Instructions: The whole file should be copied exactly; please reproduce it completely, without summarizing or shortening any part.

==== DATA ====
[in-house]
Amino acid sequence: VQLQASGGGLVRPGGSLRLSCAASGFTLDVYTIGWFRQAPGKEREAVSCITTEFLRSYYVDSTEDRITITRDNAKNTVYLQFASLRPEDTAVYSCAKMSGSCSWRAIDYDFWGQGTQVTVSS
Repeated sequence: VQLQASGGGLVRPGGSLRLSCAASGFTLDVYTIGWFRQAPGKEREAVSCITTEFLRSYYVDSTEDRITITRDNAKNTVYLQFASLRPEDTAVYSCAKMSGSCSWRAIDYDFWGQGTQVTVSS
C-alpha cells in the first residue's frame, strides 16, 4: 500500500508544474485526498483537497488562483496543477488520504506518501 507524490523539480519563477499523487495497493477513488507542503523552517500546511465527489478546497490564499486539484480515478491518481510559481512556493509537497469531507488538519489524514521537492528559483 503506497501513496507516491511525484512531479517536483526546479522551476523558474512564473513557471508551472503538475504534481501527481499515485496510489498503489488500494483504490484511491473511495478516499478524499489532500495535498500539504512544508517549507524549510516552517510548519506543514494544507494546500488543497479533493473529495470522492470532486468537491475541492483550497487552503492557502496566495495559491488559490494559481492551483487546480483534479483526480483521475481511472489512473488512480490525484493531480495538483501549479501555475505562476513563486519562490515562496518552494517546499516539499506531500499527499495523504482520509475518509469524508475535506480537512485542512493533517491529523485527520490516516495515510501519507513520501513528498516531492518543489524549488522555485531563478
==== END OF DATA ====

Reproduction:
[in-house]
Amino acid sequence: VQLQASGGGLVRPGGSLRLSCAASGFTLDVYTIGWFRQAPGKEREAVSCITTEFLRSYYVDSTEDRITITRDNAKNTVYLQFASLRPEDTAVYSCAKMSGSCSWRAIDYDFWGQGTQVTVSS
Repeated sequence: VQLQASGGGLVRPGGSLRLSCAASGFTLDVYTIGWFRQAPGKEREAVSCITTEFLRSYYVDSTEDRITITRDNAKNTVYLQFASLRPEDTAVYSCAKMSGSCSWRAIDYDFWGQGTQVTVSS
C-alpha cells in the first residue's frame, strides 16, 4: 500500500508544474485526498483537497488562483496543477488520504506518501 507524490523539480519563477499523487495497493477513488507542503523552517500546511465527489478546497490564499486539484480515478491518481510559481512556493509537497469531507488538519489524514521537492528559483 503506497501513496507516491511525484512531479517536483526546479522551476523558474512564473513557471508551472503538475504534481501527481499515485496510489498503489488500494483504490484511491473511495478516499478524499489532500495535498500539504512544508517549507524549510516552517510548519506543514494544507494546500488543497479533493473529495470522492470532486468537491475541492483550497487552503492557502496566495495559491488559490494559481492551483487546480483534479483526480483521475481511472489512473488512480490525484493531480495538483501549479501555475505562476513563486519562490515562496518552494517546499516539499506531500499527499495523504482520509475518509469524508475535506480537512485542512493533517491529523485527520490516516495515510501519507513520501513528498516531492518543489524549488522555485531563478